By the end of the record, the song cycle reveals that traveling through the darkness is in fact a necessary step for positive growth. 'Monarch' closer "Chrysalides" evokes the imagery of metamorphosis, a transformation that represents rebirth and new beginnings.

"It's about what happens in that moment of metamorphosis and change," says Davis. "I was interested in combining different words into a new term that could capture that feeling, so 'Chrysalides' is a play on chrysalis. This was one of the first times that I allowed myself to bite into and really take advantage of that space in the writing."

If there's one takeaway from 'Monarch,' it's that change is inevitable. Lovers, families, friends, instruments, sounds; they all transform with time. The key to thriving and surviving in a challenging world is to embrace those transformations, to accept them not as endings but as fresh starts. What comes next? Only time can tell. One thing's for sure, though: by opening their hearts and souls with such artistic grace and humility, The Ghost of Paul Revere have created a rich, rewarding, passionate community, one that they can count on to join them for every step of the remarkable journey that lies ahead.
Rayland Baxter
Rayland Baxter
Thoreau had Walden Pond. Kerouac had Big Sur. Rayland Baxter? He had an old rubber band factory in Franklin, Kentucky, and it suited him just fine. As one of the hardest-touring artists on the road today, Baxter’s spent most of his professional life in transit, but ever since he was a kid, he dreamed of creative seclusion someplace lonely and isolated, somewhere he could sit still and devote his every waking hour to writing without interruption or distraction. When the opportunity finally presented itself in late 2016, the Nashville native pounced.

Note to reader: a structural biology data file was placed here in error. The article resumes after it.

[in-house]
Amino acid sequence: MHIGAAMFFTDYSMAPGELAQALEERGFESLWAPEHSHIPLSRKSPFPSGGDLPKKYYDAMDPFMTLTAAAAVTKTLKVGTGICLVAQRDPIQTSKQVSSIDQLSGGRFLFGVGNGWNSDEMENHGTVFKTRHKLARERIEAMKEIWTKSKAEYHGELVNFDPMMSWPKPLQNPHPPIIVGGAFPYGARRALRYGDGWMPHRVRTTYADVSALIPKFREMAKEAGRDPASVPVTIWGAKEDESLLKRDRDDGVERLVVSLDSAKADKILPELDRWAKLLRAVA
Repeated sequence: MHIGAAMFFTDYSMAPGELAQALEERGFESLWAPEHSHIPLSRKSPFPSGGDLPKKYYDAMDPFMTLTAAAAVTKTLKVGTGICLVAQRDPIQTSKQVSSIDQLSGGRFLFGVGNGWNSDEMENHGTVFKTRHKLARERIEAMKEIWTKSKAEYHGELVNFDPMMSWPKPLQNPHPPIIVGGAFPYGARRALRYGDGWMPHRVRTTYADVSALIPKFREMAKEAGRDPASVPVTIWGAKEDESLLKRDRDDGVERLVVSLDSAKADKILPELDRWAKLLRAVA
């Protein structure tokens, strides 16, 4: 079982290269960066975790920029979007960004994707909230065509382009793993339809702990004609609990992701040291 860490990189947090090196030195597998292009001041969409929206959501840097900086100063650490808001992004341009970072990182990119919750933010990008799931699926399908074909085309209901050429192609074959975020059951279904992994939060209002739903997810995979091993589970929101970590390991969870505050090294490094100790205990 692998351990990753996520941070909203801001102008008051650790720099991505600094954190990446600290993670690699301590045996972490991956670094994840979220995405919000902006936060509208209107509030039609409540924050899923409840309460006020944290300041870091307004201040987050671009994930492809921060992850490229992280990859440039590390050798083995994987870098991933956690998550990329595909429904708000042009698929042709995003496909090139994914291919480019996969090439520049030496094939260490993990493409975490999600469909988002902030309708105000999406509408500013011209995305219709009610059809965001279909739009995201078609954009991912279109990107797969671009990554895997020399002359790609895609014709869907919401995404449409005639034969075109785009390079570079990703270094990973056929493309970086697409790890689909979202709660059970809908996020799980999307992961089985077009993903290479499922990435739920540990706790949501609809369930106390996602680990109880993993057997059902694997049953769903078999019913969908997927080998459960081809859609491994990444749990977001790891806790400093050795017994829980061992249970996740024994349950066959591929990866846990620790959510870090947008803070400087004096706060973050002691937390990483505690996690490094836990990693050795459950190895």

“I packed everything in my van and moved to Franklin for three months,” says Baxter. “It was the fist time I ever got to be alone and focus solely on songs like that. All I did was write, write, write all day every day. I was obsessed.”

By the time Baxter emerged, he’d penned more than 50 tunes and crafted a detailed blueprint for his spectacular new album, ‘Wide Awake.’ Deftly produced by Butch Walker, the record infuses Baxter’s easygoing, soulful sound with British Invasion melodies and rock and roll swagger, marrying lean, muscular songwriting with adventurous, inventive arrangements. It’s a cutting, insightful collection, one that takes a sardonic view the violence, greed, and division that seem to define the modern American landscape. Rather than point a finger, though, the music holds up a mirror, offering a sober reflection of the times thoughtfully bundled in bright, infectious hooks. There’s no judgment here, only keen observation, and Baxter implicates himself as much as his neighbor through it all.

“This is an album about decision making,” he explains. “It’s about being a human at the crossroads. Do I do good or do I do evil? Do I lie or do I tell the truth? Am I going to be happy or am I going to be sad? All of these questions and emotions are things I see in myself, and they’re the same things I see in everyone else no matter where I go.”